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National Geologic Map Database
Geologic Unit: Dutch Creek
Map showing publication footprint
  • Usage in publication:
    • Dutch Creek formation
  • Modifications:
    • First used
  • Dominant lithology:
    • Slate
    • Quartzite
    • Limestone
Publication:

Walker, J.F., 1926, Geology and mineral deposits of Windermere map area, British Columbia: Canada Geological Survey Memoir, 148, 69 p., (incl. geologic map, scale 1:125,000)


Summary:

Is the oldest formation exposed in the southern and western parts of the Windermere area. No type locality designated. Name derived from Dutch Creek, B.C., CN. Geologic map. Three typical sections described. Is assigned to the Purcell series [= Belt Series of US (Wilmarth, 1938, US geologic names lexicon, USGS Bull. 896, p. 1746)] as the lower of two formations. Is equivalent to the upper Gateway, the Phillips and Roosville formations of the Purcell to south. Has three major lithologies: 1) a dark gray to black, laminated slate, the predominant lithology, occurs in beds 2 to 4 in thick, pyrite cubes are common in the slate at the top of the formation, but rarely at other slate horizons; 2) a greenish, fine-grained, thin-bedded quartzite; 3) gray, crystalline, thin-bedded magnesian limestone which total 3,500 ft thick. The Mount Nelson formation (new) of the Purcell conformably overlies the Dutch Creek. Of late Precambrian age.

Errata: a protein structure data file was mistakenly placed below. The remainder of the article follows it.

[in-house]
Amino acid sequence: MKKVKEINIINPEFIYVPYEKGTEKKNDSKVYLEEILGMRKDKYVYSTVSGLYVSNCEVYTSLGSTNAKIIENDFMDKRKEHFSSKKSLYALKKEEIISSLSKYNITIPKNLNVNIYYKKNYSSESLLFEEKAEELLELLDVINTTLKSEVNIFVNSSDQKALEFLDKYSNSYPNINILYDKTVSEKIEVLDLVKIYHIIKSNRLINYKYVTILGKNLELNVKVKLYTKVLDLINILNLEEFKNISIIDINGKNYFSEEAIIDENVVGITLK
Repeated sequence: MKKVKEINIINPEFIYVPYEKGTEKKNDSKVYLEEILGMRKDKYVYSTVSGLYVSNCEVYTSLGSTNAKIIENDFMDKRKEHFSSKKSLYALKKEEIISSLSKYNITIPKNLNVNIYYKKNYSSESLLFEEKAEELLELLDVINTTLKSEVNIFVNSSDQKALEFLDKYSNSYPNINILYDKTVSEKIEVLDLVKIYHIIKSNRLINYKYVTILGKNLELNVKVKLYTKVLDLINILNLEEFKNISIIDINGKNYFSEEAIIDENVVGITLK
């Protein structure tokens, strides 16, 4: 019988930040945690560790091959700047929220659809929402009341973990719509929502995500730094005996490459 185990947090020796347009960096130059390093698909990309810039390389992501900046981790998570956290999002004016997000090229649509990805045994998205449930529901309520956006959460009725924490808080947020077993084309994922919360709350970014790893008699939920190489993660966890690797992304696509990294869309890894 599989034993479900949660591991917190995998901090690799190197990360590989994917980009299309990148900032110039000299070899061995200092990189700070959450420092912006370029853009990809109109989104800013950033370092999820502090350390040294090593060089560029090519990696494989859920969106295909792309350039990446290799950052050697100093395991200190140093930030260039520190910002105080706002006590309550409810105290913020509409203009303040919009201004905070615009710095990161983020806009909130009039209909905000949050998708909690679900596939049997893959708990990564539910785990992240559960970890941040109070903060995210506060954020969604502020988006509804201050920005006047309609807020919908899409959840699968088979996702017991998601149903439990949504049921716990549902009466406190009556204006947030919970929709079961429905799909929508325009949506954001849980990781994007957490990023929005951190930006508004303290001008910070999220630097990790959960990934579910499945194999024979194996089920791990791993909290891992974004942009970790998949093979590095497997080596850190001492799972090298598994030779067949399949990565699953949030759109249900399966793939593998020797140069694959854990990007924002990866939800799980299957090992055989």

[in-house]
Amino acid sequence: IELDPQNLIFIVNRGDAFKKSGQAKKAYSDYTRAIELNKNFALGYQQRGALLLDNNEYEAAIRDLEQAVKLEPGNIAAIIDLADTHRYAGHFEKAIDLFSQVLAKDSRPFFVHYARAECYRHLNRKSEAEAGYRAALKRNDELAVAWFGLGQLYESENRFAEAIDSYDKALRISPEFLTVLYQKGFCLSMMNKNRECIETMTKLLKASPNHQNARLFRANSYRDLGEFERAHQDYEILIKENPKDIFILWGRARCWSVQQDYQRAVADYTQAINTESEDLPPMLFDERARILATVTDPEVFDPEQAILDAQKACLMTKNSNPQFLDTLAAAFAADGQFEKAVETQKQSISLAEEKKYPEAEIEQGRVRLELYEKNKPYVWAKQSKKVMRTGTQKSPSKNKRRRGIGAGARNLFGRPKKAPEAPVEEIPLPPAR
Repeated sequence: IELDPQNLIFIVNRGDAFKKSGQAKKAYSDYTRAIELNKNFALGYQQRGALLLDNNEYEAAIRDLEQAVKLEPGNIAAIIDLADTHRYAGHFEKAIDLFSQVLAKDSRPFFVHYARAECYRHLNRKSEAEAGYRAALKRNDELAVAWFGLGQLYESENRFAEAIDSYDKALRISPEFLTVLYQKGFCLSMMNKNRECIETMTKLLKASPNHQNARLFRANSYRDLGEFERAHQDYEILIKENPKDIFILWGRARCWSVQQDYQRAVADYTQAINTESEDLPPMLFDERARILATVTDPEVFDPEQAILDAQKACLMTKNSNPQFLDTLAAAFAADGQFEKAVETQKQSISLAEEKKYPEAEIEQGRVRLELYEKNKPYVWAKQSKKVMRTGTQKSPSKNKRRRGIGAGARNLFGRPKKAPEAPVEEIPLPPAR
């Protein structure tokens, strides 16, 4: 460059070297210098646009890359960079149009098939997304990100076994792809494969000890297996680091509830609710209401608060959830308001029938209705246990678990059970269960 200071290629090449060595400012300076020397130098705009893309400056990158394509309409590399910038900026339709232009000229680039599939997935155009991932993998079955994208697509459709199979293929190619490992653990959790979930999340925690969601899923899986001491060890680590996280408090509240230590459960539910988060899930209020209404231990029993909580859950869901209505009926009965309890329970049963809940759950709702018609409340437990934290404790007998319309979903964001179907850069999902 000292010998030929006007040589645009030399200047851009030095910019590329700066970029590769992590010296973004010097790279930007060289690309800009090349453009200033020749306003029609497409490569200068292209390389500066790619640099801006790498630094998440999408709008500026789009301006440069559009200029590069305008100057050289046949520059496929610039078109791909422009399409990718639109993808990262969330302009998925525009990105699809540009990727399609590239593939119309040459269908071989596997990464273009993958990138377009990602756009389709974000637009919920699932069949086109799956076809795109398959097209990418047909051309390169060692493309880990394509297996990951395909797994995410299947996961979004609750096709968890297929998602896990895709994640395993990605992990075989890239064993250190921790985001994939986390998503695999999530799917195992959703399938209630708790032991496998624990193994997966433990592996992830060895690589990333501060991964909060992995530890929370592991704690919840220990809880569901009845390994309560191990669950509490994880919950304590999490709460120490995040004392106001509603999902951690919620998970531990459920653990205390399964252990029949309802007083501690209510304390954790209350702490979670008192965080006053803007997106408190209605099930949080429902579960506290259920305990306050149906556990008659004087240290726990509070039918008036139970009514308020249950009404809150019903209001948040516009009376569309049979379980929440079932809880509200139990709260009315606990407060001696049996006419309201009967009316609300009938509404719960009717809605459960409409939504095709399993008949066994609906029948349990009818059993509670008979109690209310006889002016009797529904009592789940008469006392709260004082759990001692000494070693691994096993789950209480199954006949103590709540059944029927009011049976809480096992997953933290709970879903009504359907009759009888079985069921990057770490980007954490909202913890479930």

Source: GNU records (USGS DDS-6; Denver GNULEX).


Map showing publication footprint
  • Usage in publication:
    • Dutch Creek Formation
  • Modifications:
    • Overview
Publication:

Harrison, J.E., 1972, Precambrian Belt basin of northwestern United States; its geometry, sedimentation and copper occurrences: Geological Society of America Bulletin, v. 83, no. 5, p. 1215-1240.


Summary:

Used in the Dewar Creek and Nelson areas in B.C. See figures 4 and 6 for correlatives in the Precambrian Purcell Supergroup in Alberta and British Columbia, Canada, and for correlatives in the Belt Supergroup of the U.S. in the Northern Rocky Mountain region.

Source: GNU records (USGS DDS-6; Denver GNULEX).


For more information, please contact Nancy Stamm, Geologic Names Committee Secretary.

Asterisk (*) indicates usage by the U.S. Geological Survey. Other usages by state geological surveys.

"No current usage" (†) implies that a name has been abandoned or has fallen into disuse. Former usage and, if known, replacement name given in parentheses ( ).

Slash (/) indicates name does not conform with nomenclatural guidelines (CSN, 1933; ACSN, 1961, 1970; NACSN, 1983, 2005). This may be explained within brackets ([ ]).